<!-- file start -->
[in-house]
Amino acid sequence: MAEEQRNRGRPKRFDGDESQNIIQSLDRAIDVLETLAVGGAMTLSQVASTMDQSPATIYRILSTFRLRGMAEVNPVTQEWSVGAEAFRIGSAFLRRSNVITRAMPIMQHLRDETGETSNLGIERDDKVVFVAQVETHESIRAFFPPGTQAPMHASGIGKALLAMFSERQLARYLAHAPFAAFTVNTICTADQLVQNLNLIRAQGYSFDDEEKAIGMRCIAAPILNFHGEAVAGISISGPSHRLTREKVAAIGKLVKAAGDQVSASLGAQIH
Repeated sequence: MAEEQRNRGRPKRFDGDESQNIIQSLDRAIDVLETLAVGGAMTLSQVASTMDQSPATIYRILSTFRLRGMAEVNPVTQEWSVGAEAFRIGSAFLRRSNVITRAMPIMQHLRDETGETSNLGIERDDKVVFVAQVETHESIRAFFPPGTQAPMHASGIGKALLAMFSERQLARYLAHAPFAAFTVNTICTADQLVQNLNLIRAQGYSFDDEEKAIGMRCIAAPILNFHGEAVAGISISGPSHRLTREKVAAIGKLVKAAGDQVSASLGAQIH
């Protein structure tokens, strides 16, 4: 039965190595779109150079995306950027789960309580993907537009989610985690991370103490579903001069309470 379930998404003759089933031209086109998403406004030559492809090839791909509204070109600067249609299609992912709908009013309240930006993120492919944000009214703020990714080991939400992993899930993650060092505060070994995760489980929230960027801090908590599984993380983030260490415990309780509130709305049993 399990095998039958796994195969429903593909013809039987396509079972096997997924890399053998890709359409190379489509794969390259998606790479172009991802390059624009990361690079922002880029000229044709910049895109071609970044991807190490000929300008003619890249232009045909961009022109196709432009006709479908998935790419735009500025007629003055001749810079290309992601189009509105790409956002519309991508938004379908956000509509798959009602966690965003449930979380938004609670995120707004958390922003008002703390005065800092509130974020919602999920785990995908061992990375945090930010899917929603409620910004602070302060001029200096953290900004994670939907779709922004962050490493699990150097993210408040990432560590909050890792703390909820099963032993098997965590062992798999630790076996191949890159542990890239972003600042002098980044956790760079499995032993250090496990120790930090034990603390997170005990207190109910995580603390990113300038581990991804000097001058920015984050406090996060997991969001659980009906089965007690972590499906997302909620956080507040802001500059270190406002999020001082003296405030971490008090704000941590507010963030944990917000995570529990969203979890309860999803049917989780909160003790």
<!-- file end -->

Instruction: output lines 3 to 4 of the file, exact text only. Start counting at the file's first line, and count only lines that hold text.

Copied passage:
Repeated sequence: MAEEQRNRGRPKRFDGDESQNIIQSLDRAIDVLETLAVGGAMTLSQVASTMDQSPATIYRILSTFRLRGMAEVNPVTQEWSVGAEAFRIGSAFLRRSNVITRAMPIMQHLRDETGETSNLGIERDDKVVFVAQVETHESIRAFFPPGTQAPMHASGIGKALLAMFSERQLARYLAHAPFAAFTVNTICTADQLVQNLNLIRAQGYSFDDEEKAIGMRCIAAPILNFHGEAVAGISISGPSHRLTREKVAAIGKLVKAAGDQVSASLGAQIH
């Protein structure tokens, strides 16, 4: 039965190595779109150079995306950027789960309580993907537009989610985690991370103490579903001069309470 379930998404003759089933031209086109998403406004030559492809090839791909509204070109600067249609299609992912709908009013309240930006993120492919944000009214703020990714080991939400992993899930993650060092505060070994995760489980929230960027801090908590599984993380983030260490415990309780509130709305049993 399990095998039958796994195969429903593909013809039987396509079972096997997924890399053998890709359409190379489509794969390259998606790479172009991802390059624009990361690079922002880029000229044709910049895109071609970044991807190490000929300008003619890249232009045909961009022109196709432009006709479908998935790419735009500025007629003055001749810079290309992601189009509105790409956002519309991508938004379908956000509509798959009602966690965003449930979380938004609670995120707004958390922003008002703390005065800092509130974020919602999920785990995908061992990375945090930010899917929603409620910004602070302060001029200096953290900004994670939907779709922004962050490493699990150097993210408040990432560590909050890792703390909820099963032993098997965590062992798999630790076996191949890159542990890239972003600042002098980044956790760079499995032993250090496990120790930090034990603390997170005990207190109910995580603390990113300038581990991804000097001058920015984050406090996060997991969001659980009906089965007690972590499906997302909620956080507040802001500059270190406002999020001082003296405030971490008090704000941590507010963030944990917000995570529990969203979890309860999803049917989780909160003790």